Banks of course DO make money on cash transactions ignoring these new fees. The rate of exchange they give you is of course controlled by THEM.

sargeNo Gravatar says:

Well put taos with respect to the anti-American post. Enough said! As for the ATM charges that are being imposed, any solutions?

DanielNo Gravatar says:

How sad. Another (financial) reason for leaving a country full of the friendliest people you’ll meet anywhere on the face of the earth. I’ve lived in more than a handfull of countries and the amount of scamming (which is what this new ATM fee really amounts to) in Argentina is fast reaching unbearable levels.

Argentinians have a right to be (and feel) respected by foreigners. Also I’m aware of the plight of the average Argentinian. But discriminatory fees do not “even the playing field” as it were. So there is no reason for schadenfreude on the side of xenophobic Argentinians (of which there aren’t too many I hope). What we are really seeing is an undermining of competition that ultimately hurts everyone in the country.

( “The surcharge fee may be imposed by the ATM owner (the deployer or Independent sales organization) and will be charged to the consumer using the machine. The foreign fee or transaction fee is a fee charged by the card issuer (financial institution, stored value provider) to the consumer for conducting a transaction outside of their network of machines in the case of a financial institution.” “Surcharges aren’t shared with anyone. Surcharges contribute dramatically to the profits of ATM owners, lessen the benefit to consumers of shared ATM networks and encourage the growth of bigger banks. Both the Federal Reserve Board’s Annual Reports to Congress and PIRG studies show that bigger banks charge bigger fees to all their customers, even those who don’t use ATMs. Not only is ATM surcharging unfair to consumers, since it is charging them twice for one transaction, it is also anti-competitive, since it encourages consumers to switch their accounts to bigger, higher-fee banks, ultimately limiting consumer choice. All consumers will end up paying higher bank fees unless surcharging is banned.”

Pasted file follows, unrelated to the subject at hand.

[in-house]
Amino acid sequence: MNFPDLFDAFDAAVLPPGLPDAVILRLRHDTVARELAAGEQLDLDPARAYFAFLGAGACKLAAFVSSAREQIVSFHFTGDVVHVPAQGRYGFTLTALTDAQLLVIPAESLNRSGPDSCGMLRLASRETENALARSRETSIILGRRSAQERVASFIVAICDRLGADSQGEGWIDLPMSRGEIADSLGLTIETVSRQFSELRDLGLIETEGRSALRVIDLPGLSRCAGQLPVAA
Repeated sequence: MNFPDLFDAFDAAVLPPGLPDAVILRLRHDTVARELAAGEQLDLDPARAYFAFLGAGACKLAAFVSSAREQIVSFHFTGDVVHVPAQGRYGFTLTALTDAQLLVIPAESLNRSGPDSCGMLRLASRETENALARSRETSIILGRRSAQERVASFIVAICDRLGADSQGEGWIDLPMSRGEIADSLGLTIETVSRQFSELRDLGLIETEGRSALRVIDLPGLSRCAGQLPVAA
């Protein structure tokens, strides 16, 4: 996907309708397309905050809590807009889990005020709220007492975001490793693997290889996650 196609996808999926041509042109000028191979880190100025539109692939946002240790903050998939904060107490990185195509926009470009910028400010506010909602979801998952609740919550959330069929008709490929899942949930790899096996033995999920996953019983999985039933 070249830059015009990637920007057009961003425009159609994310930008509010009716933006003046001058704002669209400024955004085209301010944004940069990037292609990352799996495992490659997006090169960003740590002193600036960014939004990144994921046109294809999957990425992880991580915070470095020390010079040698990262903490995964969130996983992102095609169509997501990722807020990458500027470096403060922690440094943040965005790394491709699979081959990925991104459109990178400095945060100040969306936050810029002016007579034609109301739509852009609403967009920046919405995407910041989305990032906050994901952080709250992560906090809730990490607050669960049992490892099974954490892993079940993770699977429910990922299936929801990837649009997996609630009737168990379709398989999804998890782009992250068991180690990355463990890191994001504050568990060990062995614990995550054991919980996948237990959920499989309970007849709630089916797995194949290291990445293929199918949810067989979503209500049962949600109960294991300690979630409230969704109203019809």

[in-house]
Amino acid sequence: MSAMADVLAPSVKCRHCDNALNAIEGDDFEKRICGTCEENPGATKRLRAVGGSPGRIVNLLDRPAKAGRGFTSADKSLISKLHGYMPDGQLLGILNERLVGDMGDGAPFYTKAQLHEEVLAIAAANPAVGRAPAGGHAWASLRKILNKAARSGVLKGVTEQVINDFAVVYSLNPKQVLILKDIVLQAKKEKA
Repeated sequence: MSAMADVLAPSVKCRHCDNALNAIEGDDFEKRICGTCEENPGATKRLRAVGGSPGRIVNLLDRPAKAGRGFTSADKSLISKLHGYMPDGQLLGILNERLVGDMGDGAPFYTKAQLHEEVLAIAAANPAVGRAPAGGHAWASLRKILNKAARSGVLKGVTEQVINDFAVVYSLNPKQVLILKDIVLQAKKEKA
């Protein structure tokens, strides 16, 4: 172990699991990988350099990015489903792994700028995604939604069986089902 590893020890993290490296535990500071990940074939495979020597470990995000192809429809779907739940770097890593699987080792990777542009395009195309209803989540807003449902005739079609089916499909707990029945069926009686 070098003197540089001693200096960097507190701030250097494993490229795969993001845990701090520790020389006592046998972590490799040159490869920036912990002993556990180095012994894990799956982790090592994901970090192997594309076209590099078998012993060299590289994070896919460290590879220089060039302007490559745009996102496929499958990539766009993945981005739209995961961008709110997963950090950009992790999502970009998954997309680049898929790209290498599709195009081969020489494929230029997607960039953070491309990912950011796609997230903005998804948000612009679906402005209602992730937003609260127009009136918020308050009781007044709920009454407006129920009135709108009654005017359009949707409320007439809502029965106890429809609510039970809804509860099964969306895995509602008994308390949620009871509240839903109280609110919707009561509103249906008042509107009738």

patrickNo Gravatar says:

Wow, thanks for the heads up. I’ve been looking for no fee cards online. Maybe some will find the information in this Consumerist post useful…

ijimNo Gravatar says:

I think banelco and link have the right to add some fee to the transaction, but not every $300!. they must increase the withdraw limit in each time! this a robbery.